Top budget writers in the Senate have agreed that the state’s spending can be balanced without cutting education, despite the initial Republican-led budget plan, which would have cut some $43 million from K-12 education and $30 million from higher education.
Sen. Kevin Ranker, D-Orcas Island, said he is pleased about the Senate Republicans offer of an alternative budget to avoiding large cuts to K-12 and higher education
“Unfortunately, this new offer only gets us half-way there. What’s still missing is a true commitment to our state’s children, not just inside the classroom, but also at home,” said Ranker. “I remain concerned that while this offer moves closer to our proposal, it still contains devastating cuts including elimination of the Disability Lifeline, the Housing and Essential Needs program and state food assistance, as well as a harmful cut to family planning services.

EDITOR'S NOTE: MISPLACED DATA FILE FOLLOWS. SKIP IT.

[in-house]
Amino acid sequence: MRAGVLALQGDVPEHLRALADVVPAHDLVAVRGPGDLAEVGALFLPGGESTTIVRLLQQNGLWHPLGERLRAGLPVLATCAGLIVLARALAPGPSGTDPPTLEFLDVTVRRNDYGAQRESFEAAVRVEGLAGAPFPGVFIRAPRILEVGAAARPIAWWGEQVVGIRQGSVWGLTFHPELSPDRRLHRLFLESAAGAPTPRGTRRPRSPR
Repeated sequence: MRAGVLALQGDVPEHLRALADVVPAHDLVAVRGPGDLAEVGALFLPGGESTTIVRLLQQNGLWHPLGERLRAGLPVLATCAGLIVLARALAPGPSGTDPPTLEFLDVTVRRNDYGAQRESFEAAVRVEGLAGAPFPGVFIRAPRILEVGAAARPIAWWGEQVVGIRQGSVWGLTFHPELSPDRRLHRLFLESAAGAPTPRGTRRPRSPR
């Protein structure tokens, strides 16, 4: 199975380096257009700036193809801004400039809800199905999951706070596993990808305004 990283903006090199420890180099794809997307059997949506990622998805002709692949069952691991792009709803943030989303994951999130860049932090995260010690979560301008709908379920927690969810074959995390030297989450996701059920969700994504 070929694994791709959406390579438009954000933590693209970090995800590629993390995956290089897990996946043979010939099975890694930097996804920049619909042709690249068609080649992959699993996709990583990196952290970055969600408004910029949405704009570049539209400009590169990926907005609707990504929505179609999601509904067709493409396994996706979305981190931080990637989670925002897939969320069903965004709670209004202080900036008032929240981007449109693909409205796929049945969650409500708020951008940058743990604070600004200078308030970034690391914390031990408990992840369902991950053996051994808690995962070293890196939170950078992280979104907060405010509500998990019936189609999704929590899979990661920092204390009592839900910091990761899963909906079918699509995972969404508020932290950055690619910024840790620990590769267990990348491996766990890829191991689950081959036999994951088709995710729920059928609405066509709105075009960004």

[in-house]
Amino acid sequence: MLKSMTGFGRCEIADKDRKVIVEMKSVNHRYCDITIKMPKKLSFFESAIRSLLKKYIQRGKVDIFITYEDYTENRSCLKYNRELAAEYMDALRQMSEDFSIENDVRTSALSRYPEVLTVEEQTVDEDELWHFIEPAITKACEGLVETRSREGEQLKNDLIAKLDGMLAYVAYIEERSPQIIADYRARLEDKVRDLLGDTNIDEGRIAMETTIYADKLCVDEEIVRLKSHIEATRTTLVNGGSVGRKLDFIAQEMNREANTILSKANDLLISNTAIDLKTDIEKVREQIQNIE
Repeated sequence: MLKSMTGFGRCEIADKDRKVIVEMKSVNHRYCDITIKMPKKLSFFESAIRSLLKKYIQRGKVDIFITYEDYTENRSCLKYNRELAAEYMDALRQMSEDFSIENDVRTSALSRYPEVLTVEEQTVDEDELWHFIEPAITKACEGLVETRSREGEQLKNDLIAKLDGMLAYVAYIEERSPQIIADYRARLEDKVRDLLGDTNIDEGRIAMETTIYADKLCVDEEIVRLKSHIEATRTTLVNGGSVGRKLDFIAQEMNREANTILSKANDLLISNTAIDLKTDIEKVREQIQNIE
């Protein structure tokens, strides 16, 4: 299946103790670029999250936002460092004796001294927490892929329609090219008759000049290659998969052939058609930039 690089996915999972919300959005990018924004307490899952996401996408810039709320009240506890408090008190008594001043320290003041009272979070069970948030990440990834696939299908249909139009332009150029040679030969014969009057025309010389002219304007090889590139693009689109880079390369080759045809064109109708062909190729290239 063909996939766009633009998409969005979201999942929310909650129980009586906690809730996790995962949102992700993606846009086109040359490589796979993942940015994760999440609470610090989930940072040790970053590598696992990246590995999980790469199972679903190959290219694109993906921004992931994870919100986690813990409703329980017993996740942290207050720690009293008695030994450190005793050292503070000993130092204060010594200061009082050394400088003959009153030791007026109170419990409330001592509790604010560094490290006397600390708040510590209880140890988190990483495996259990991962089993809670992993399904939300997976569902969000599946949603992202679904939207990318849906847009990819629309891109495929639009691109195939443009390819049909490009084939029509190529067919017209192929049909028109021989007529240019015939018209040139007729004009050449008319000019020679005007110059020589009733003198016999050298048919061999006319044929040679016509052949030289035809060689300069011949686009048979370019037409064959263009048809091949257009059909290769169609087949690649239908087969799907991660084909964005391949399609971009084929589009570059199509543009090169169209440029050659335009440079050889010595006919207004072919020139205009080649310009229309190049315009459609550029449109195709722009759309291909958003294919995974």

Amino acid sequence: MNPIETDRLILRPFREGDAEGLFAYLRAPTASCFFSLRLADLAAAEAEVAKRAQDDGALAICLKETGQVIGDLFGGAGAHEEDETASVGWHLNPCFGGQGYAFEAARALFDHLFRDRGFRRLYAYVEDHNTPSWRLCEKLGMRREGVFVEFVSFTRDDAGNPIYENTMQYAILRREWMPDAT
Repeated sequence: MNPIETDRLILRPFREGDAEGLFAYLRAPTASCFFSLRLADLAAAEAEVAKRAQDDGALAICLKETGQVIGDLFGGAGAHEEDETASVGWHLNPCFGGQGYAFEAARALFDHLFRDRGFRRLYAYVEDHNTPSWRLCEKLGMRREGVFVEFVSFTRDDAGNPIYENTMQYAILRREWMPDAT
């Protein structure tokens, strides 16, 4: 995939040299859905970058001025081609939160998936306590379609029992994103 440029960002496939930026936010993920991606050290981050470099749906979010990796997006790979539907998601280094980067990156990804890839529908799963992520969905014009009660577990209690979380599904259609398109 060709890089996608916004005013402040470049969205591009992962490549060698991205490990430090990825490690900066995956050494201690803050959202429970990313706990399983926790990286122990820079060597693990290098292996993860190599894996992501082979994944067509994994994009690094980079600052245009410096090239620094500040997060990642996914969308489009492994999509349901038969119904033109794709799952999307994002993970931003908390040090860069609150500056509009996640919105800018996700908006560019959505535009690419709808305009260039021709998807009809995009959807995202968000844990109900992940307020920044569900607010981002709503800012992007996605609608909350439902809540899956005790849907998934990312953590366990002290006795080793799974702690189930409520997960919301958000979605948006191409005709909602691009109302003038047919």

The reductions to the public safety net will adversely impact whether a student is able to enter a classroom ready to learn, added Ranker.
“I look forward to a public and transparent discussion of the latest Republican offer and to giving people the chance to weigh in on how it would impact their lives,” Ranker said. “It is my hope that we will now begin negotiations in good faith with Democrats and Republicans at the table together. We must develop a final budget that puts people first, especially children, seniors and the vulnerable.”